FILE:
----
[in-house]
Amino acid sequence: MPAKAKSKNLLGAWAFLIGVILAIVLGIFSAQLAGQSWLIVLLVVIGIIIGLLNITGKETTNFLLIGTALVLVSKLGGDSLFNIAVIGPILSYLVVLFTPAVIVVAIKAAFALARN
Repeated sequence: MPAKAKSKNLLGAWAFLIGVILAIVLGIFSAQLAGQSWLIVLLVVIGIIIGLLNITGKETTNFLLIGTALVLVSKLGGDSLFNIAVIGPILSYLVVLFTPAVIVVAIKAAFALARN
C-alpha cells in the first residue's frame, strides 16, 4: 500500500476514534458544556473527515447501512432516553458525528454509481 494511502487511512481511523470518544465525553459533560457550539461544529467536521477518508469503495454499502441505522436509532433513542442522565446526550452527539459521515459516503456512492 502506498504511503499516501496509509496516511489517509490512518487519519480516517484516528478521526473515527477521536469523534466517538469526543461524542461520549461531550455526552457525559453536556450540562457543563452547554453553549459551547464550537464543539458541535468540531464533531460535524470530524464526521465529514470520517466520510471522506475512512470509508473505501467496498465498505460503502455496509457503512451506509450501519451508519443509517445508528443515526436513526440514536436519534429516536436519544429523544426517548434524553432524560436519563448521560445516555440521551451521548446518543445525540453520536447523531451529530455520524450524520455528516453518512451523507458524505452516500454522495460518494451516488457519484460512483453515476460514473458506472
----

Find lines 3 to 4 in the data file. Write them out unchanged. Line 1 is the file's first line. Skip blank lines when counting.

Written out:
Repeated sequence: MPAKAKSKNLLGAWAFLIGVILAIVLGIFSAQLAGQSWLIVLLVVIGIIIGLLNITGKETTNFLLIGTALVLVSKLGGDSLFNIAVIGPILSYLVVLFTPAVIVVAIKAAFALARN
C-alpha cells in the first residue's frame, strides 16, 4: 500500500476514534458544556473527515447501512432516553458525528454509481 494511502487511512481511523470518544465525553459533560457550539461544529467536521477518508469503495454499502441505522436509532433513542442522565446526550452527539459521515459516503456512492 502506498504511503499516501496509509496516511489517509490512518487519519480516517484516528478521526473515527477521536469523534466517538469526543461524542461520549461531550455526552457525559453536556450540562457543563452547554453553549459551547464550537464543539458541535468540531464533531460535524470530524464526521465529514470520517466520510471522506475512512470509508473505501467496498465498505460503502455496509457503512451506509450501519451508519443509517445508528443515526436513526440514536436519534429516536436519544429523544426517548434524553432524560436519563448521560445516555440521551451521548446518543445525540453520536447523531451529530455520524450524520455528516453518512451523507458524505452516500454522495460518494451516488457519484460512483453515476460514473458506472